First, Church leadership is on alert and fully aware of the gravity of the situation. Just days ago (incidentally, the day before HHS published their statement) Pope Benedict addressed a group of bishops from the United States with these words:

“The Church’s witness, then, is of its nature public: she seeks to convince by proposing rational arguments in the public square. The legitimate separation of Church and State cannot be taken to mean that the Church must be silent on certain issues, nor that the State may choose not to engage, or be engaged by, the voices of committed believers in determining the values which will shape the future of the nation.

“In the light of these considerations, it is imperative that the entire Catholic community in the United States come to realize the grave threats to the Church’s public moral witness presented by a radical secularism which finds increasing expression in the political and cultural spheres. The seriousness of these threats needs to be clearly appreciated at every level of ecclesial life.”

(You can read the Holy Father’s entire address on Zenit.org.) Cardinal-elect Archbishop Timothy Dolan, president of the United States Conference of Catholic Bishops, is also taking a public stand against this outrage. Check it out:

According to this article from the National Catholic Reporter (HT to American Papist), President Obama had the audacity to call Archbp. Dolan to “tell him the news” when the HHS statement went out:

“NCR has learned that the President called Cardinal-designate Timothy Dolan, president of the U.S. bishops’ conference, this morning to tell him the news. Wouldn’t you have liked to be on an extension to listen in on that conversation. The president looked Dolan in the eye in November and said he would be pleased with his decision [regarding conscience protection legislation]. I am guessing that Dolan is not pleased.”

Well, if that isn’t the understatement of the century! (NB: I do not look to the National Catholic Reporter for authentically Catholic news and commentary – though I did find the aforementioned article helpful. You’d be better off getting your Catholic news from the National Catholic Register.)

I also find a great deal of consolation (as I always do) in remembering that no matter what happens in our country and in our world, we always have Our Lord and our Blessed Mother, we always have the Church, we always have the Communion of Saints. The world needs heroes – and thank goodness, we have them: we have the saints!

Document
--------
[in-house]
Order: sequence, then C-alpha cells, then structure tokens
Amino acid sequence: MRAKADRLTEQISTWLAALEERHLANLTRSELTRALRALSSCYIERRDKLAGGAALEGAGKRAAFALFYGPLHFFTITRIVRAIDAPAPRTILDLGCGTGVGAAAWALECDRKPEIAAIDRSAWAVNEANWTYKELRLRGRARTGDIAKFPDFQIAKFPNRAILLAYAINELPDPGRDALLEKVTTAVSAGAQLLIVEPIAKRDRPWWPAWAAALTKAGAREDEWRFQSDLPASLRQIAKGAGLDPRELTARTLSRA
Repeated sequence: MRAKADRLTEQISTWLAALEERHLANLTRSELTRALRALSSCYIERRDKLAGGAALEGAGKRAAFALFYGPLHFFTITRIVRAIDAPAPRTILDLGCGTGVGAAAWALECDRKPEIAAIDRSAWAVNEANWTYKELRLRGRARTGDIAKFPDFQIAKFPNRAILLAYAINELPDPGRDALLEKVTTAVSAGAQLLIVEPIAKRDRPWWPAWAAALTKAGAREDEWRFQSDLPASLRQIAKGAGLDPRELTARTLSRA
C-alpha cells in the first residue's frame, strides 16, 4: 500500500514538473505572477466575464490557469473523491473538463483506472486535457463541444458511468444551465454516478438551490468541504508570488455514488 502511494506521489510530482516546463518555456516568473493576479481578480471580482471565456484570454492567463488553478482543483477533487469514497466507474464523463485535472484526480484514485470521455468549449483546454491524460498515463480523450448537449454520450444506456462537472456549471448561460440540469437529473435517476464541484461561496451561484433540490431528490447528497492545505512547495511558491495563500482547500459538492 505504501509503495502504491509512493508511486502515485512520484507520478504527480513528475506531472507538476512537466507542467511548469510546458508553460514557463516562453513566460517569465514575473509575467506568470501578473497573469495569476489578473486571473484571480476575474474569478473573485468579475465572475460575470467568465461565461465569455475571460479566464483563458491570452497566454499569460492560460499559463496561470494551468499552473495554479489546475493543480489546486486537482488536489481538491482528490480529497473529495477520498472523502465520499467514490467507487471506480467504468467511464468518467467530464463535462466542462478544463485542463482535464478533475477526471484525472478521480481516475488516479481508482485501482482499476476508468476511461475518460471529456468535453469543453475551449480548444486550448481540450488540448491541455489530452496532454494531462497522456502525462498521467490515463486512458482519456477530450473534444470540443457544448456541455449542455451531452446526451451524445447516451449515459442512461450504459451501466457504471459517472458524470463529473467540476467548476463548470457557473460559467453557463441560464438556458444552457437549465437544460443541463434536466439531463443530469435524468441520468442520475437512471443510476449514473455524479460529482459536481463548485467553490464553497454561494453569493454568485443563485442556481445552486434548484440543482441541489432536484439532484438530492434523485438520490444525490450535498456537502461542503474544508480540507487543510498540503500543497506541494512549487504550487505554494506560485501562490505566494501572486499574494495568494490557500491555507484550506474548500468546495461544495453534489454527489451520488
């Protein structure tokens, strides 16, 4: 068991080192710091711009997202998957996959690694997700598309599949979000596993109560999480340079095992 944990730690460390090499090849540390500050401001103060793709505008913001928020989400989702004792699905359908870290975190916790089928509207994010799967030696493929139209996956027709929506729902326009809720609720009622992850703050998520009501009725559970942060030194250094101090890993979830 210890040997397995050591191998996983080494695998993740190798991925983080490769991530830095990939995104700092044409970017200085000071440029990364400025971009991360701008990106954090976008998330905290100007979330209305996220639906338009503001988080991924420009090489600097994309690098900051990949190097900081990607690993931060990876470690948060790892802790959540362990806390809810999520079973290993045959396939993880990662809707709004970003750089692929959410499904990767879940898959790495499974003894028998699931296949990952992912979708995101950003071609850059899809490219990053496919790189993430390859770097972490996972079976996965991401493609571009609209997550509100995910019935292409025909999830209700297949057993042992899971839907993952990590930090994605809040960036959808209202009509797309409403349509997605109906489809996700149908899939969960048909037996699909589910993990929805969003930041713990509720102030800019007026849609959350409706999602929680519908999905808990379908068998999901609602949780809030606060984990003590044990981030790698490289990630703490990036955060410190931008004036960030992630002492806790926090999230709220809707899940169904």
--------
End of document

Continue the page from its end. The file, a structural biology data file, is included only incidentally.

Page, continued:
On that note, I wanted to share this fantastic quote by St. Augustine (HT to Ten Thousand Places and Happy Catholic). Let it be a reminder to us all, especially as we enter into the thick of what my be the United States’ most divisive, most frightening, most crucial election season yet:

Saint Augustine - Botticelli (detail)

Botticelli, St. Augustine (detail)

“Bad times, hard times – this what people keep saying; but let us live well, and times shall be good. We are the times. Such as we are, such are the times.”

– St. Augustine of Hippo

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On the Calendar: St. Matthew the Apostle

The Calling of Saint Matthew Michelangelo da Caravaggio, c. 1599

Caravaggio, The Calling of St. Matthew, c. 1599

As Jesus was walking along, he saw a man called Matthew sitting at the tax booth; and he said to him, ‘Follow me.’ And he got up and followed him.

(Matthew 9:9)

Caravaggio, The Calling of St. Matthew (detail)

Incredulity: "I, Lord?"

For an interesting reflection on today’s feast, check out Fr. Dwight Longenecker’s post: Wealth and Power.

(Happy Name Day to Fr. Savio and Fr. Fields! My prayers are with you both!)

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Potpourri: I love the Pope, Dominican Vocations, Happy Priests!

Inspired by my incredibly creative friend Maggie and her beloved “Clippings” posts over at Ten Thousand Places, I thought I’d try out a similar series of posts on this blog. Each Potpourri post will consist of a list of miscellaneous links, photos, videos, quotes, and/or other tidbits I came across during the week that I thought might interest you all. Let me know what you think!

  • I just now got around to reading the Holy Father’s address to young women religious at World Youth Day in Madrid. LOVE this quote (emphases mine):

“Gospel radicalism means being ‘rooted and built up in Christ, and firm in the faith’ (cf. Col 2:7). In the consecrated life, this means going to the very root of the love of Jesus Christ with an undivided heart, putting nothing ahead of this love (cf. St. Benedict, Rule, IV, 21) and being completely devoted to Him, the Bridegroom, as were the saints… Your lives must testify to the personal encounter with Christ which has nourished your consecration, and to all the transforming power of that encounter. … In a world of relativism and mediocrity, we need that radicalism to which your consecration, as a way of belonging to the God who is loved above all things, bears witness.”

– Pope Benedict XVI, Meeting with Young Religious, 19 August 2011
Nuns at World Youth Day in Madrid

There were LOTS of young nuns at World Youth Day in Madrid!